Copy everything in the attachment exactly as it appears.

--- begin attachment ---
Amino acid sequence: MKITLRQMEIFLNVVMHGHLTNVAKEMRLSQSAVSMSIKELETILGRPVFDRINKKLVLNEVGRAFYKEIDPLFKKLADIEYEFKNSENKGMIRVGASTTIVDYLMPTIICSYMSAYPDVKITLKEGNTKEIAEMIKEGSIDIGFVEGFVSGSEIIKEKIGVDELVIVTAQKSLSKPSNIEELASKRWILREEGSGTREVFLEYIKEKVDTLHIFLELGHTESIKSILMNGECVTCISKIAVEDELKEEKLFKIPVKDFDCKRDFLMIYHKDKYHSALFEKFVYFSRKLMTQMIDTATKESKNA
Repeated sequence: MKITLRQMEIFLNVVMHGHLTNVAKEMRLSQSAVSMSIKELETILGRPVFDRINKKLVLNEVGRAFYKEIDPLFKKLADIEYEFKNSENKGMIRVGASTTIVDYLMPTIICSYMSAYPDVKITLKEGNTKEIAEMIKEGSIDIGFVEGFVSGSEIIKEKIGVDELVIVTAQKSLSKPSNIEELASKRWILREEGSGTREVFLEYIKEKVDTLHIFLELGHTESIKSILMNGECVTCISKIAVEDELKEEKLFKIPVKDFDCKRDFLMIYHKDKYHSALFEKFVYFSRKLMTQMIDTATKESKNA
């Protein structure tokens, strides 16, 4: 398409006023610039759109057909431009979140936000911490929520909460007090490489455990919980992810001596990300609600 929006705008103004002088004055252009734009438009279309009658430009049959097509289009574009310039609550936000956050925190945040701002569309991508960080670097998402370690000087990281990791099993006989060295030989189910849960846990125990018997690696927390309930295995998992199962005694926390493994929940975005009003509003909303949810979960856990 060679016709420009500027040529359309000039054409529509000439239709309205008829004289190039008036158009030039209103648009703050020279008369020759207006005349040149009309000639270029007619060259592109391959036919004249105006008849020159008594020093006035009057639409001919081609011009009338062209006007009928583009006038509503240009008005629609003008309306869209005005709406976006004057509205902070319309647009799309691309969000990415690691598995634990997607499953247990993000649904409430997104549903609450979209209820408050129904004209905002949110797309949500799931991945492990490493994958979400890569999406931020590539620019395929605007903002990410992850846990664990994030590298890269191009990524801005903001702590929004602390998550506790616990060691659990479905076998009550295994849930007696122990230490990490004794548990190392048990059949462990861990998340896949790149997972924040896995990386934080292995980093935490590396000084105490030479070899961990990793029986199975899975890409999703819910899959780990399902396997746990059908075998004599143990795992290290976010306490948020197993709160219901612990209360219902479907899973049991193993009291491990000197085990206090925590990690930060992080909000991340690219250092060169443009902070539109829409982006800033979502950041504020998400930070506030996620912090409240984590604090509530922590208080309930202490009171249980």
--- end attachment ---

Amino acid sequence: MKITLRQMEIFLNVVMHGHLTNVAKEMRLSQSAVSMSIKELETILGRPVFDRINKKLVLNEVGRAFYKEIDPLFKKLADIEYEFKNSENKGMIRVGASTTIVDYLMPTIICSYMSAYPDVKITLKEGNTKEIAEMIKEGSIDIGFVEGFVSGSEIIKEKIGVDELVIVTAQKSLSKPSNIEELASKRWILREEGSGTREVFLEYIKEKVDTLHIFLELGHTESIKSILMNGECVTCISKIAVEDELKEEKLFKIPVKDFDCKRDFLMIYHKDKYHSALFEKFVYFSRKLMTQMIDTATKESKNA
Repeated sequence: MKITLRQMEIFLNVVMHGHLTNVAKEMRLSQSAVSMSIKELETILGRPVFDRINKKLVLNEVGRAFYKEIDPLFKKLADIEYEFKNSENKGMIRVGASTTIVDYLMPTIICSYMSAYPDVKITLKEGNTKEIAEMIKEGSIDIGFVEGFVSGSEIIKEKIGVDELVIVTAQKSLSKPSNIEELASKRWILREEGSGTREVFLEYIKEKVDTLHIFLELGHTESIKSILMNGECVTCISKIAVEDELKEEKLFKIPVKDFDCKRDFLMIYHKDKYHSALFEKFVYFSRKLMTQMIDTATKESKNA
């Protein structure tokens, strides 16, 4: 398409006023610039759109057909431009979140936000911490929520909460007090490489455990919980992810001596990300609600 929006705008103004002088004055252009734009438009279309009658430009049959097509289009574009310039609550936000956050925190945040701002569309991508960080670097998402370690000087990281990791099993006989060295030989189910849960846990125990018997690696927390309930295995998992199962005694926390493994929940975005009003509003909303949810979960856990 060679016709420009500027040529359309000039054409529509000439239709309205008829004289190039008036158009030039209103648009703050020279008369020759207006005349040149009309000639270029007619060259592109391959036919004249105006008849020159008594020093006035009057639409001919081609011009009338062209006007009928583009006038509503240009008005629609003008309306869209005005709406976006004057509205902070319309647009799309691309969000990415690691598995634990997607499953247990993000649904409430997104549903609450979209209820408050129904004209905002949110797309949500799931991945492990490493994958979400890569999406931020590539620019395929605007903002990410992850846990664990994030590298890269191009990524801005903001702590929004602390998550506790616990060691659990479905076998009550295994849930007696122990230490990490004794548990190392048990059949462990861990998340896949790149997972924040896995990386934080292995980093935490590396000084105490030479070899961990990793029986199975899975890409999703819910899959780990399902396997746990059908075998004599143990795992290290976010306490948020197993709160219901612990209360219902479907899973049991193993009291491990000197085990206090925590990690930060992080909000991340690219250092060169443009902070539109829409982006800033979502950041504020998400930070506030996620912090409240984590604090509530922590208080309930202490009171249980």